www.snowdropinfo.com / www.marksgardenplants.com / www.saveourswifts.co.uk

When the swifts arrive empty the green house

All photos taken with a Canon 900T and 230

Ian Y

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Re: Trough making
« Reply #7 on: February 29, 2012, 06:17:28 PM »
All the info is in the links I've given---


http://www.srgc.org.uk/bulblog/log2008/170908/log.html BULB LOG 38 --- 17th September 08 gives all the construction details

http://www.srgc.org.uk/bulblog/log2008/081008/log.html ---- more pix


Ian Young, Aberdeen North East Scotland   - 
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mark smyth

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Re: Trough making
« Reply #8 on: February 29, 2012, 06:47:52 PM »
och aye - ready mixed
Antrim, Northern Ireland Z8
www.snowdropinfo.com / www.marksgardenplants.com / www.saveourswifts.co.uk

When the swifts arrive empty the green house

All photos taken with a Canon 900T and 230

John85

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Re: Trough making
« Reply #9 on: March 01, 2012, 08:00:41 AM »
Special thanks for the pictures Ian
The main reason that I was not so keen on making holes through the polystyrene is that it makes thermal bridges reducing the isolation.

Anthony Darby

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Re: Trough making
« Reply #10 on: March 05, 2016, 09:17:52 AM »
I don't think the polystyrene is used for its insulating(?) properties. Just for a convenient cheap, light weight trough.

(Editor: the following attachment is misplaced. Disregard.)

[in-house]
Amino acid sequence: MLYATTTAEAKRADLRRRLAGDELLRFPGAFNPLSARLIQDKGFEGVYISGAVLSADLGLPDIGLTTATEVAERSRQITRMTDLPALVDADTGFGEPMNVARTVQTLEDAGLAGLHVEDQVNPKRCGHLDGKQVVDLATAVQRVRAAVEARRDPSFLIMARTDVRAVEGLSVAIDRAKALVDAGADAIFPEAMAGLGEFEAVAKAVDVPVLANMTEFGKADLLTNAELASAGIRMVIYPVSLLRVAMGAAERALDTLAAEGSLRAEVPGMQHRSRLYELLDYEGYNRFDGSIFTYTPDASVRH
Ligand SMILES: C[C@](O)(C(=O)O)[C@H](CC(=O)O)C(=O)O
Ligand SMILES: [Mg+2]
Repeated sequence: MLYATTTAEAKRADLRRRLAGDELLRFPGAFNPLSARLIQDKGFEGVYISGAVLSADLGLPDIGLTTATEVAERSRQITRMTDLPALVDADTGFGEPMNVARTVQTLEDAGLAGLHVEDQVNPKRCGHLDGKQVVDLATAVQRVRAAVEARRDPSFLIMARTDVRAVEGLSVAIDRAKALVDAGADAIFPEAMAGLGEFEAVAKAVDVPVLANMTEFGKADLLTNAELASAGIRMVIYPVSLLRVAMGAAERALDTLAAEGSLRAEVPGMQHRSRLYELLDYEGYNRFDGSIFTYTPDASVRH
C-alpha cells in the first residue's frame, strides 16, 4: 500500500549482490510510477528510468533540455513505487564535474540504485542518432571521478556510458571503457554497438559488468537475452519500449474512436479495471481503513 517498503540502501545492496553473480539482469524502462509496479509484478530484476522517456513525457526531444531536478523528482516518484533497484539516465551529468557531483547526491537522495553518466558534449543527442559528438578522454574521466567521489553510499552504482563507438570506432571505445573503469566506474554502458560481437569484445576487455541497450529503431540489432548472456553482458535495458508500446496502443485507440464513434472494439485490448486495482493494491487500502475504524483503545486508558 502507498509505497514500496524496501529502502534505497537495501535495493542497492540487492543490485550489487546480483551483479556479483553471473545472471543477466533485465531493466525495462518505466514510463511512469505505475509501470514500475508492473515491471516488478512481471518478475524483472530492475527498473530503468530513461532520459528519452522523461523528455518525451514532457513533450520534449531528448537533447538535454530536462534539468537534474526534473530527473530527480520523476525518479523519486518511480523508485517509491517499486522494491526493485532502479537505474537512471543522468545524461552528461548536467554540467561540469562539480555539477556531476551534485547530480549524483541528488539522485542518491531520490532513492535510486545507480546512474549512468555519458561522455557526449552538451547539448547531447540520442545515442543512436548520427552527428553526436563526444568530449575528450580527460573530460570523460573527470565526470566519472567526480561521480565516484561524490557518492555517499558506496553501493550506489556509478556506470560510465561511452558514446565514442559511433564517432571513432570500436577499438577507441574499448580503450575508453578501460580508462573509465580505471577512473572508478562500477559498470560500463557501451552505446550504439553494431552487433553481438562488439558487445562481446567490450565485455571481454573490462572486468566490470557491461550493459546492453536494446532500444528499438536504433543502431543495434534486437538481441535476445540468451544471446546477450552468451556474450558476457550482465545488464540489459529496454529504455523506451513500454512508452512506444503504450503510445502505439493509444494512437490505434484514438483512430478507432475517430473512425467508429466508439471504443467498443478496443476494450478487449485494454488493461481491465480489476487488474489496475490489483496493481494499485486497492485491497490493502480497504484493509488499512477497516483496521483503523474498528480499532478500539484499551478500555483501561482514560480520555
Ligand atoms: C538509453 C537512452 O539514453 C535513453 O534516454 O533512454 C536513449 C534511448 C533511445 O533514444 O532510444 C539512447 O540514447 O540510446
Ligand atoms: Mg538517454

Anthony Darby, Auckland, New Zealand.
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Rick R.

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Re: Trough making
« Reply #11 on: March 05, 2016, 02:26:00 PM »
Perhaps not in less extreme climates, but we in Minnesota (zones 3+4) find that plants do tend to survive better in styrofoam troughs better than hypertufa.  Although the difference, for me at least, would not make me change over from hypertufa completely.  (I use both.)  If the hardiness or finickiness of selected plants is in question, then choosing between them would be a factor.

Take into consideration too, that the insulative quality could be advantageous in excessive heat as well.  Also, the softening of quick temperature changes in our increasingly fluctuating climate can only be a good thing.
Rick Rodich
just west of Minneapolis, Minnesota, USA
USDA zone 4, annual precipitation ~24in/61cm

Jupiter

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Re: Trough making
« Reply #12 on: June 22, 2016, 10:16:31 AM »
Here are my efforts from today. A block of limestone from a local supplier and a few hours plus a couple of bruised knuckles.

Jamus Stonor, in the hills behind Adelaide, South Australia.

https://www.flickr.com/photos/jstonor/

Michael J Campbell

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Re: Trough making
« Reply #13 on: June 22, 2016, 10:48:57 AM »
WOW!   :)

Maggi Young

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Re: Trough making
« Reply #14 on: June 22, 2016, 11:25:52 AM »
VERY nice, Jamus!
Margaret Young in Aberdeen, North East Scotland Zone 7 -ish!